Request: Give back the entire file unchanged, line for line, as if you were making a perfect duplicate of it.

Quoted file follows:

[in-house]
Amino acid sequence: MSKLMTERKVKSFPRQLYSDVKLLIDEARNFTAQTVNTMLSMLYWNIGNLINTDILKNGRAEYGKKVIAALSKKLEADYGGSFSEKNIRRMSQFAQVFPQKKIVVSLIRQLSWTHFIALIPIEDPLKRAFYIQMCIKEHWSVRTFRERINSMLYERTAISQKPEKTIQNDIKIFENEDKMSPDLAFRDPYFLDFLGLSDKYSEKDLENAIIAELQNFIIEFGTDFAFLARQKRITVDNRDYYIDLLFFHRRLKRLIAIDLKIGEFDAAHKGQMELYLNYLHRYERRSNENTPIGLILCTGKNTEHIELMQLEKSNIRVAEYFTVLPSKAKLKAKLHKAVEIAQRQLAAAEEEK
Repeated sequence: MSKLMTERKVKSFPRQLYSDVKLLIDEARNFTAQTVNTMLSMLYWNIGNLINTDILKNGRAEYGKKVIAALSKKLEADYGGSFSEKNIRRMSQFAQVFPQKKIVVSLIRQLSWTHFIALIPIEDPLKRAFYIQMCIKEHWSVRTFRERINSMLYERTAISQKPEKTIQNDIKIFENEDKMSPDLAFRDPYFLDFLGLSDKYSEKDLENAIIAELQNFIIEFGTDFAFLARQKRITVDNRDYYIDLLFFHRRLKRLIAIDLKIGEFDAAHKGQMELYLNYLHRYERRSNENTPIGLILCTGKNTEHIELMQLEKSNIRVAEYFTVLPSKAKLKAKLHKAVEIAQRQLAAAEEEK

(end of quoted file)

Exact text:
[in-house]
Amino acid sequence: MSKLMTERKVKSFPRQLYSDVKLLIDEARNFTAQTVNTMLSMLYWNIGNLINTDILKNGRAEYGKKVIAALSKKLEADYGGSFSEKNIRRMSQFAQVFPQKKIVVSLIRQLSWTHFIALIPIEDPLKRAFYIQMCIKEHWSVRTFRERINSMLYERTAISQKPEKTIQNDIKIFENEDKMSPDLAFRDPYFLDFLGLSDKYSEKDLENAIIAELQNFIIEFGTDFAFLARQKRITVDNRDYYIDLLFFHRRLKRLIAIDLKIGEFDAAHKGQMELYLNYLHRYERRSNENTPIGLILCTGKNTEHIELMQLEKSNIRVAEYFTVLPSKAKLKAKLHKAVEIAQRQLAAAEEEK
Repeated sequence: MSKLMTERKVKSFPRQLYSDVKLLIDEARNFTAQTVNTMLSMLYWNIGNLINTDILKNGRAEYGKKVIAALSKKLEADYGGSFSEKNIRRMSQFAQVFPQKKIVVSLIRQLSWTHFIALIPIEDPLKRAFYIQMCIKEHWSVRTFRERINSMLYERTAISQKPEKTIQNDIKIFENEDKMSPDLAFRDPYFLDFLGLSDKYSEKDLENAIIAELQNFIIEFGTDFAFLARQKRITVDNRDYYIDLLFFHRRLKRLIAIDLKIGEFDAAHKGQMELYLNYLHRYERRSNENTPIGLILCTGKNTEHIELMQLEKSNIRVAEYFTVLPSKAKLKAKLHKAVEIAQRQLAAAEEEK